Tag Archives: market

Cadburys’ Creme Egg was first introduced to a grateful public in 1971.  Most of us over 40 years old could swear to the fact that these little eggs of delight have shrunk in size since we first enjoyed them as children, (fact: they haven’t, sorry). Buoyed high by the huge success of these little balls of chocolate and gooey stuff, Cadburys decided to extend their previous Easter-only availability to sell them all year round. Creme Egg fans were thrilled, but not so thrilled, it would seem, to carry on buying them in the same quantities throughout the year: overall annual sales fell.  After several years of falling sales, Cadburys’ bosses went back to basics, and an Easter-only availability.  Crème Egg eaters rushed to the shelves and for four months, consumed more than they had done during the previous twelve month period.  The case was proven.

Angus Porter, former marketing chief at Mars comments “Much of confectionery consumption is vaguely irrational, and the fact that it is available for a limited period of the year seems to be a critical aspect of the mix that should be preserved. All confectionery brands enjoy a novelty peak when launched; Cadbury sees those benefits each year.”

So why am I wittering on about Creme Eggs when we’re here to sell houses? I hear you ask. Well, for a very good reason actually.  The idea of limited availability and the effect on a buyer’s perception of desirability is a very important factor when you are selling your house.  Consider this: if your house is available, month after month, and maybe even year after year, what urgency is there in a buyer’s mind to prepare their finances, sell their own property, or even book a viewing on your house?  And what buyer wants something that no one else wants to buy?

Take a leaf out of Cadburys’ book: instead of leaving your house on the market to become more and more stale, only market it for the most buoyant marketing periods each year: early Spring, May/June and September/October, targeting a new wave of buyers each time.  Whilst it may feel counter-intuitive, it will ensure that you enjoy a ‘novelty peak’ as Angus Porter calls it, keeping interest fresh and preventing your property from becoming stale.  After all, statistically, each year you spend on the market will cost you around 5-10% of your property’s value, and that’s a lot of money to throw away.

My advice – don’t drop your asking price, take a lesson from Cadburys and withdraw from the market instead.  I’m off to buy a Creme Egg.

If you’d like my help to sell your home more effectively, please answer a few short questions here and if I think I can help you, I’ll be in touch.

Fancy a Creme Egg?

Many sellers who are unable to find a buyer, blame the market.  “We know the market’s dead,” they say, “so what can we do but wait?”

Estate agents also blame the market, adding their own solution to the problem of not enough buyers: “drop the price” they extol as the only answer.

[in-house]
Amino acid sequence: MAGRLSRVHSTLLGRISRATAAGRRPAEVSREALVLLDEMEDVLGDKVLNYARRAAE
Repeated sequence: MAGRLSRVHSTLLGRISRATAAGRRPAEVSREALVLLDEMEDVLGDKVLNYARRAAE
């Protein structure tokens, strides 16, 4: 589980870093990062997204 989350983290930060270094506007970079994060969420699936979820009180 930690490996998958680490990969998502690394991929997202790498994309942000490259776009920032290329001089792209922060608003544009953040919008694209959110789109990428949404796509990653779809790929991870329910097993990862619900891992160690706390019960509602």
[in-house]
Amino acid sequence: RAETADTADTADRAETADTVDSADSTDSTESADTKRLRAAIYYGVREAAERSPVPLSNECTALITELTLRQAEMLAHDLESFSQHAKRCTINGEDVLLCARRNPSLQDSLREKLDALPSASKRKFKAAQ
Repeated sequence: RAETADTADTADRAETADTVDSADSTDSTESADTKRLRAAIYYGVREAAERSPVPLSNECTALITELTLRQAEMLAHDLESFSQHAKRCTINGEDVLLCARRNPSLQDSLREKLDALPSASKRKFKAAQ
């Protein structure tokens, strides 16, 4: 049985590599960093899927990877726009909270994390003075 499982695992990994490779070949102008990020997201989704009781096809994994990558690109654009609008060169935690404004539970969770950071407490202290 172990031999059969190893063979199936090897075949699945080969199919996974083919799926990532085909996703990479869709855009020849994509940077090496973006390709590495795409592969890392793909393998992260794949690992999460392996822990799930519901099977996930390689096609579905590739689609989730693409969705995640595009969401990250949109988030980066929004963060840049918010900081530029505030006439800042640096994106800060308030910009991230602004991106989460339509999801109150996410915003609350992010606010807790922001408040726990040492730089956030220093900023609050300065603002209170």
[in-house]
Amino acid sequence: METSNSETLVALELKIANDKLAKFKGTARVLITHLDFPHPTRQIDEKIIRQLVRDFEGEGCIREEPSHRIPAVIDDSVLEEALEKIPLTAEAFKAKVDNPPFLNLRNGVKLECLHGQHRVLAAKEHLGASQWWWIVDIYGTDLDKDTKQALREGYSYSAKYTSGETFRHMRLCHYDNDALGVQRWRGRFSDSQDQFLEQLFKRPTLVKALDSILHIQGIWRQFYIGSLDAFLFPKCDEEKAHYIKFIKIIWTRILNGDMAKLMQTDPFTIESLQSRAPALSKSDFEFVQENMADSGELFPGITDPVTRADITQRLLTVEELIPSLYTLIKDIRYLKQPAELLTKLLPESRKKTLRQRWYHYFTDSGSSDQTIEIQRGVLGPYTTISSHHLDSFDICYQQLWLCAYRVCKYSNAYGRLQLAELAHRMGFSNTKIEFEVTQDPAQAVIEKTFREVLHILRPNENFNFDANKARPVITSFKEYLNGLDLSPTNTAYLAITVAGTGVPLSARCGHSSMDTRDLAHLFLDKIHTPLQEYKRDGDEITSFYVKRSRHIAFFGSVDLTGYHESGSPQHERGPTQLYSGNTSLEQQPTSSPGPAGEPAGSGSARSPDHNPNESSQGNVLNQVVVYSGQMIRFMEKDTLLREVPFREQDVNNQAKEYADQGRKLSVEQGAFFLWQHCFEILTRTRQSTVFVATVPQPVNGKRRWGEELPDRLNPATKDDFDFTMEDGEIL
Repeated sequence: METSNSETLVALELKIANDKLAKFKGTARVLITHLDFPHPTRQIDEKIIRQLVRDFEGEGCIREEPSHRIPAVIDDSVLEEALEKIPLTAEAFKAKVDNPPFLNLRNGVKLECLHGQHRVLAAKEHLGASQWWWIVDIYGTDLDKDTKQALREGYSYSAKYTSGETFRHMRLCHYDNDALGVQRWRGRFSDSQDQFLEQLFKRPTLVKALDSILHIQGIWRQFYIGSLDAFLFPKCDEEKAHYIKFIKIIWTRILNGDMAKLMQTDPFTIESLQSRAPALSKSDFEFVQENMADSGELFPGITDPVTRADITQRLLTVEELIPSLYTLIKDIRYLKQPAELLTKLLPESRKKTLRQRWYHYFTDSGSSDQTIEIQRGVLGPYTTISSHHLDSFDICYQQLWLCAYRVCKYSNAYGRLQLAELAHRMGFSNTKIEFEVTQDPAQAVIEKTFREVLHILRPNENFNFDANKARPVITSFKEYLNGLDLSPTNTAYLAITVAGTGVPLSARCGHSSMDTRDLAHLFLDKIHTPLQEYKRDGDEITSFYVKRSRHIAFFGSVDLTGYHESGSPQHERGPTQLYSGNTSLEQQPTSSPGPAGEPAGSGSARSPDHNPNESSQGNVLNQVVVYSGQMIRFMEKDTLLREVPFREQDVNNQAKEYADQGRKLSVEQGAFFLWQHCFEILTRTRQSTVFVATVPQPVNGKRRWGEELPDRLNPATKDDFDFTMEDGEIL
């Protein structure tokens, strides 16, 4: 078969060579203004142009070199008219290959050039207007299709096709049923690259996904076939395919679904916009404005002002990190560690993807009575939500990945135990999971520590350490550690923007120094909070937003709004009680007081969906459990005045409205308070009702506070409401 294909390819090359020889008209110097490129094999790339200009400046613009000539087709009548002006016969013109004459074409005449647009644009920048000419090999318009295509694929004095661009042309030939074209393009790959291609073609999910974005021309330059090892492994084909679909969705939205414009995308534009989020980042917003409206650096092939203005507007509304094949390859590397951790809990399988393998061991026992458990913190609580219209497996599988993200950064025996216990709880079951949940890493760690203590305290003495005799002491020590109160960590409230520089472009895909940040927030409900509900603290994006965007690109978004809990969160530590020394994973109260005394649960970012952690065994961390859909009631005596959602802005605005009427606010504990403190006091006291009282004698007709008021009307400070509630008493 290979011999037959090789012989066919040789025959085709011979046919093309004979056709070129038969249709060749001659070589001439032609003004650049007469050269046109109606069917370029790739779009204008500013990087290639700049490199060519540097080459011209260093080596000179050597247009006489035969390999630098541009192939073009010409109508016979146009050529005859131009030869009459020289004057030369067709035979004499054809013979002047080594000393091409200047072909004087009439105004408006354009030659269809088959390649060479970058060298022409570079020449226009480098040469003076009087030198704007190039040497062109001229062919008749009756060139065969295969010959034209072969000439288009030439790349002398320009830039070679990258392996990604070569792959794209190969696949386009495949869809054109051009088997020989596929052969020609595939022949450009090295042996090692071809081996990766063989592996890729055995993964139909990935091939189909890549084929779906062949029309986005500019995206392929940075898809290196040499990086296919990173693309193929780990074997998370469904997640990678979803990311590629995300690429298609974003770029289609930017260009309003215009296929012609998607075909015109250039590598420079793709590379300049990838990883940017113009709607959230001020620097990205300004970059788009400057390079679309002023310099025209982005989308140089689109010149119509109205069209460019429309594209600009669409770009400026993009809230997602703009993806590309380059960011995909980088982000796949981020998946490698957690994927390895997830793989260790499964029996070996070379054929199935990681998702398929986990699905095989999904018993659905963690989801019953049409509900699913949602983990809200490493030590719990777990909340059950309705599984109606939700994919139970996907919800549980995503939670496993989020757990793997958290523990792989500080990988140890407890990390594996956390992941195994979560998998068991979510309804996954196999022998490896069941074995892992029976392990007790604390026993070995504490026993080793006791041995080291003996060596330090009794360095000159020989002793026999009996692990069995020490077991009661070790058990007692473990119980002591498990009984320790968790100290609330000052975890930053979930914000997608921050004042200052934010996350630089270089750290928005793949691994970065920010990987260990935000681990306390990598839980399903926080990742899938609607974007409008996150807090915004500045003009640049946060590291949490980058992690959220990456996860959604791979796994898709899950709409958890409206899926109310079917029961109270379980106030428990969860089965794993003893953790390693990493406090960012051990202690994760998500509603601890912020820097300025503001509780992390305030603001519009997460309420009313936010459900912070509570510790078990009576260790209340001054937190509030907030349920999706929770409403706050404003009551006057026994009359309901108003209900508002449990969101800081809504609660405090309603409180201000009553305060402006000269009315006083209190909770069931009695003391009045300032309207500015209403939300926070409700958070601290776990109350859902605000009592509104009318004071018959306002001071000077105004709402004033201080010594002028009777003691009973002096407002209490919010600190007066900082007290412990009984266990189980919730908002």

Certainly, if you have a property in a row of many others the same, and yours is the most expensive without justification, then I would agree that the price has something to do with the lack of a buyer.  However, our clients are all selling unique homes, and no one can say without fear of challenge, that their asking price is preventing their property from selling.

The problem with this viewpoint, is that the only course of action, is either to drop your asking price, or to wait; or both.

At HomeTruths, we believe there is another way, and in the words of a very well-known bank: “A different way”. There are many factors which affect the saleability of a property, and whilst we can’t control the market, we can control our reaction to it.

Don’t blame the market, and if you have a unique home, don’t drop your asking price.  Instead, focus on making your home as attractive a proposition as possible, then getting the message out to your buyer.

If you’d like my help to sell your home more effectively, please answer a few short questions here and if I think I can help you, I’ll be in touch.

my-pony-tale

When I was a young teen, I was lucky enough to have a pony.  He was a beautiful Welsh Mountain palomino, called Biscuit, and I adored him.  My very favourite thing to do was to explore the countryside with him, where we then lived in rural Lincolnshire.

One day, we were out riding, and I spotted a small copse that looked interesting.  Finding a way in, I urged him on, hoping to find some little pathways to ride, but he seemed unusually reticent.  I pressed my heels into his flank, but he really didn’t want to move.  Annoyed, I dismounted, and attempted to lead him by his bridle but he dug his heels in and would not be budged.  I was perplexed.  He’d never done this before.  I remounted, and rode around the periphery of the copse, hoping to fool Biscuit by finding another way in.

Then I saw it.  The big red sign saying DANGER – SWAMP!  I was stunned, and very grateful to my lovely pony, who had sensed the danger when I was completely unaware of it.  His sixth sense alerted him, and though I’d tried to override his reluctance, thinking I knew better, in the end, he proved that he was far wiser.

So why am I telling you this?

Because when a homeowner tells me they are about to put their home on the market with an agent I know is not a good choice, I feel the same sense of dread that Biscuit did!  My protective instinct makes me want to shout – DANGER – WRONG ESTATE AGENT!